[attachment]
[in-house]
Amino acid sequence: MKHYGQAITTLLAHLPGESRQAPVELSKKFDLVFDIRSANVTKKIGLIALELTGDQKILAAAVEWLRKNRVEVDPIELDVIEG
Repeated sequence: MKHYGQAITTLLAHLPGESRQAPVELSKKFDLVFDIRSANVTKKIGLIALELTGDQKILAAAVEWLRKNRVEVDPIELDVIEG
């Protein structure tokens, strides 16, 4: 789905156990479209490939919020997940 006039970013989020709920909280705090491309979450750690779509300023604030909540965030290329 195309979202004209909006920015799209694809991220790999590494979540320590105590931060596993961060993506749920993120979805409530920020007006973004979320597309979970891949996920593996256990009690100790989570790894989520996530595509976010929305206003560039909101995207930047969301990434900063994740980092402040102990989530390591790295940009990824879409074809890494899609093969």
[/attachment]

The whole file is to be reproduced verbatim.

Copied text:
[in-house]
Amino acid sequence: MKHYGQAITTLLAHLPGESRQAPVELSKKFDLVFDIRSANVTKKIGLIALELTGDQKILAAAVEWLRKNRVEVDPIELDVIEG
Repeated sequence: MKHYGQAITTLLAHLPGESRQAPVELSKKFDLVFDIRSANVTKKIGLIALELTGDQKILAAAVEWLRKNRVEVDPIELDVIEG
């Protein structure tokens, strides 16, 4: 789905156990479209490939919020997940 006039970013989020709920909280705090491309979450750690779509300023604030909540965030290329 195309979202004209909006920015799209694809991220790999590494979540320590105590931060596993961060993506749920993120979805409530920020007006973004979320597309979970891949996920593996256990009690100790989570790894989520996530595509976010929305206003560039909101995207930047969301990434900063994740980092402040102990989530390591790295940009990824879409074809890494899609093969």